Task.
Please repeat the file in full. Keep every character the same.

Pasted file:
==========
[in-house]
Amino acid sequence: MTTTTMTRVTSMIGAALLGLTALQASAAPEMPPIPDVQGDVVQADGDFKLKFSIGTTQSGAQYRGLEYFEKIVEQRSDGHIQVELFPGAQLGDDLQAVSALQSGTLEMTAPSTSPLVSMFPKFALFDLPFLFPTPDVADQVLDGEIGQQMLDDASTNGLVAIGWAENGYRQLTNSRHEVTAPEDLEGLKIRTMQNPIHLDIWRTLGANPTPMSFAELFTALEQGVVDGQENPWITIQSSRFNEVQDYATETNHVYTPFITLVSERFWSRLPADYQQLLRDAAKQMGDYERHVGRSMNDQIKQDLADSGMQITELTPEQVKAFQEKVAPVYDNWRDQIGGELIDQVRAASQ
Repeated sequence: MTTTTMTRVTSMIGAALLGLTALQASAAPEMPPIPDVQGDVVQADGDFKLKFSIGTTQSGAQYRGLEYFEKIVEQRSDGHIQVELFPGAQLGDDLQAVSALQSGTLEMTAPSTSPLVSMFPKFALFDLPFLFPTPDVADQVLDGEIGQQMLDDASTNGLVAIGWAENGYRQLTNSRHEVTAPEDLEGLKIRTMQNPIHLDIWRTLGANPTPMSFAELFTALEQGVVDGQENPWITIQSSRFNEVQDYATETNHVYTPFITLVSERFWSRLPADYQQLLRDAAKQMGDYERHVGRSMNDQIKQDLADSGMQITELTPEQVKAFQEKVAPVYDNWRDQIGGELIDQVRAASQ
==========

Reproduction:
[in-house]
Amino acid sequence: MTTTTMTRVTSMIGAALLGLTALQASAAPEMPPIPDVQGDVVQADGDFKLKFSIGTTQSGAQYRGLEYFEKIVEQRSDGHIQVELFPGAQLGDDLQAVSALQSGTLEMTAPSTSPLVSMFPKFALFDLPFLFPTPDVADQVLDGEIGQQMLDDASTNGLVAIGWAENGYRQLTNSRHEVTAPEDLEGLKIRTMQNPIHLDIWRTLGANPTPMSFAELFTALEQGVVDGQENPWITIQSSRFNEVQDYATETNHVYTPFITLVSERFWSRLPADYQQLLRDAAKQMGDYERHVGRSMNDQIKQDLADSGMQITELTPEQVKAFQEKVAPVYDNWRDQIGGELIDQVRAASQ
Repeated sequence: MTTTTMTRVTSMIGAALLGLTALQASAAPEMPPIPDVQGDVVQADGDFKLKFSIGTTQSGAQYRGLEYFEKIVEQRSDGHIQVELFPGAQLGDDLQAVSALQSGTLEMTAPSTSPLVSMFPKFALFDLPFLFPTPDVADQVLDGEIGQQMLDDASTNGLVAIGWAENGYRQLTNSRHEVTAPEDLEGLKIRTMQNPIHLDIWRTLGANPTPMSFAELFTALEQGVVDGQENPWITIQSSRFNEVQDYATETNHVYTPFITLVSERFWSRLPADYQQLLRDAAKQMGDYERHVGRSMNDQIKQDLADSGMQITELTPEQVKAFQEKVAPVYDNWRDQIGGELIDQVRAASQ